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 New JDM Department at the Journal Management Science
Posted by: Yuval Rottenstreich
Title/Position: Professor
School/Organization: New York University
Sent to listserv of: SESP, SPSSI
Date posted: March 21st, 2012

Social Psychology Researchers,

I’m writing with what I think is exciting news for social psychologists interested in judgment, decision making, and allied topics: The journal Management Science is creating a Judgment and Decision Making department that is focused on psychologically-informed work. Indeed, the department is both interested in psychological analysis as a method of inquiry and in specific topics that are social psychological in nature, including counterfactual reasoning; optimism and pessimism; self-control and self-regulation; well-being; small group dynamics; negotiation and strategic interaction; power and status; morality, fairness, ethics, and justice.

I will be the department editor, and our excellent and diverse team of associate editors includes both psychologists, Nick Chater, Rick Larrick, Neil Stewart, Elke Weber, and Paul Windschitl, as well as researchers from management and marketing, Shane Frederick, Francesca Gino, Maurice Schweitzer, Uri Simonsohn, George Wu, and Gal Zauberman.

The department’s editorial statement is below. Further information about Management Science is available via:

I encourage you to consider Management Science as an outlet for your research!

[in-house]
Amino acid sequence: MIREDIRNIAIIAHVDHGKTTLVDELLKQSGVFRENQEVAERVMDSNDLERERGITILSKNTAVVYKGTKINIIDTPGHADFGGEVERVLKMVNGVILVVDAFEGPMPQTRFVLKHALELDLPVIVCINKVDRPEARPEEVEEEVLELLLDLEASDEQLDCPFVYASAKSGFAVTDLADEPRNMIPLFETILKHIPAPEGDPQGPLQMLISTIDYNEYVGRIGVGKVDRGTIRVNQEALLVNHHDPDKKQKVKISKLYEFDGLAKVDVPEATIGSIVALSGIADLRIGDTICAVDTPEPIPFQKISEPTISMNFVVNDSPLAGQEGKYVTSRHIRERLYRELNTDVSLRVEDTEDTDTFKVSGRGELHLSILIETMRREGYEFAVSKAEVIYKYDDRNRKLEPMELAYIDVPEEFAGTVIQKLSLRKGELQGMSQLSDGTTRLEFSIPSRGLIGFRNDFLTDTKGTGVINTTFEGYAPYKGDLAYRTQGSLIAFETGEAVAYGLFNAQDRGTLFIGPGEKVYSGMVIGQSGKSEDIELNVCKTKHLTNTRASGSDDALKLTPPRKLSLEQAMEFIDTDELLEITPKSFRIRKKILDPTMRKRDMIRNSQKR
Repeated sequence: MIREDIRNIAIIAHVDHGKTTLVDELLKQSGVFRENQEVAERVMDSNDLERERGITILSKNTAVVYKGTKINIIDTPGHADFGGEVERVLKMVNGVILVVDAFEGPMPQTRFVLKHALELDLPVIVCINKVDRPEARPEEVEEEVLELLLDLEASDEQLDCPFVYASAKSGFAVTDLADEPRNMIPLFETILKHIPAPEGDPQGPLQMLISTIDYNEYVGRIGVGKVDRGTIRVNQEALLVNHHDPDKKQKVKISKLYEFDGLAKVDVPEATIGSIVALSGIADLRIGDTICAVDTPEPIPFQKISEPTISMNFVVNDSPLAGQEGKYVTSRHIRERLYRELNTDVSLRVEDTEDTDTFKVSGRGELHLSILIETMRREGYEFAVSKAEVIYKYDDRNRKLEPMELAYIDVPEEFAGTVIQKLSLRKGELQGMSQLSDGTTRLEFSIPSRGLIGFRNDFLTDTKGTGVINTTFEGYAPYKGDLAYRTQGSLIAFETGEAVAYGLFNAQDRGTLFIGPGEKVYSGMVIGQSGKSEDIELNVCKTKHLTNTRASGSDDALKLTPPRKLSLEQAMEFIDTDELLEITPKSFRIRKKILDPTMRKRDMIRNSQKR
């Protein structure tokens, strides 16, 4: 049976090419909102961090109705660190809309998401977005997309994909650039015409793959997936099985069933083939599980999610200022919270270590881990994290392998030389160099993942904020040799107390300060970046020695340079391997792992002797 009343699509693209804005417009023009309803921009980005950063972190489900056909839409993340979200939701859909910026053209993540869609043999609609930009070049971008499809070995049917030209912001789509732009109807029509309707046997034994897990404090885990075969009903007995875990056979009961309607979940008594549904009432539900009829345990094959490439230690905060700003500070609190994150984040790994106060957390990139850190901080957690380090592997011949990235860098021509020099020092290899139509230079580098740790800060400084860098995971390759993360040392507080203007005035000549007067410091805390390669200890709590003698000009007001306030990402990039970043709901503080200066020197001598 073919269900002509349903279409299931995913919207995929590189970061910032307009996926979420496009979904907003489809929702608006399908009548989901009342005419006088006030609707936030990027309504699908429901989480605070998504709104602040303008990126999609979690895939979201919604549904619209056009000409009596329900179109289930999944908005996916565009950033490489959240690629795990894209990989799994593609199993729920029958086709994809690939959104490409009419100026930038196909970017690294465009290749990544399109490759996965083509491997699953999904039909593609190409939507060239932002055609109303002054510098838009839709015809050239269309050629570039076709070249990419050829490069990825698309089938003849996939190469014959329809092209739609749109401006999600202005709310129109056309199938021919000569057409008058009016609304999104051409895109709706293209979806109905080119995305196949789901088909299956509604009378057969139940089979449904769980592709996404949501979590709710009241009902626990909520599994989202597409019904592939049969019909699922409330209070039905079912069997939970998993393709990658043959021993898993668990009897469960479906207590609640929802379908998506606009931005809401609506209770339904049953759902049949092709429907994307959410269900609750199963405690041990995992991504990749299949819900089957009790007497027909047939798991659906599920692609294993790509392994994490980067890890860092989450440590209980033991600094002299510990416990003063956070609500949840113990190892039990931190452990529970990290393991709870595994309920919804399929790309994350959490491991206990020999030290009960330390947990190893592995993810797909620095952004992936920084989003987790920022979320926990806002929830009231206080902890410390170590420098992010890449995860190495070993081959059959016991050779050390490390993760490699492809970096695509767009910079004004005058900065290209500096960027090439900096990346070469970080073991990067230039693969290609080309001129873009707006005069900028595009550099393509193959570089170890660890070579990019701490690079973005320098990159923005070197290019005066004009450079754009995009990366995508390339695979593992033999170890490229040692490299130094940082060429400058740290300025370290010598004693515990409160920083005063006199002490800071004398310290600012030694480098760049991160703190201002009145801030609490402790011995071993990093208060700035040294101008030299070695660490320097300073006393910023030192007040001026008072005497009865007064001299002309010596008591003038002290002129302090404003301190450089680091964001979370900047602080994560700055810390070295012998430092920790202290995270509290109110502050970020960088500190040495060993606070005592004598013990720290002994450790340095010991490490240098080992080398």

-Yuval Rottenstreich


The Judgment and Decision Making department seeks papers that investigate the beliefs and preferences of individuals and small groups. Papers should be empirically-oriented. New findings should be presented against the backdrop of prior findings or rigorous models. New theories should integrate extant findings. The department is especially interested in analyses that draw on psychological accounts of beliefs and preferences. Relevant psychological accounts may implicate perceptual, cognitive, affective, or social factors.

Paper topics should clearly connect to real-world managerial decisions. Specific topics of interest include but are certainly not limited to: prediction; assessments of confidence; perceptions of randomness, judgments of covariation and causation; hypothesis testing; counterfactual reasoning; optimism and pessimism; risk perception, choice under uncertainty, intertemporal choice; self-control and self-regulation; resolution of tradeoffs or conflicting objectives; the evaluation of outcomes and decisions; reference points; debiasing; well-being; small group dynamics; negotiation and strategic interaction; power and status; morality, fairness, ethics, and justice; and considerations of rationality.

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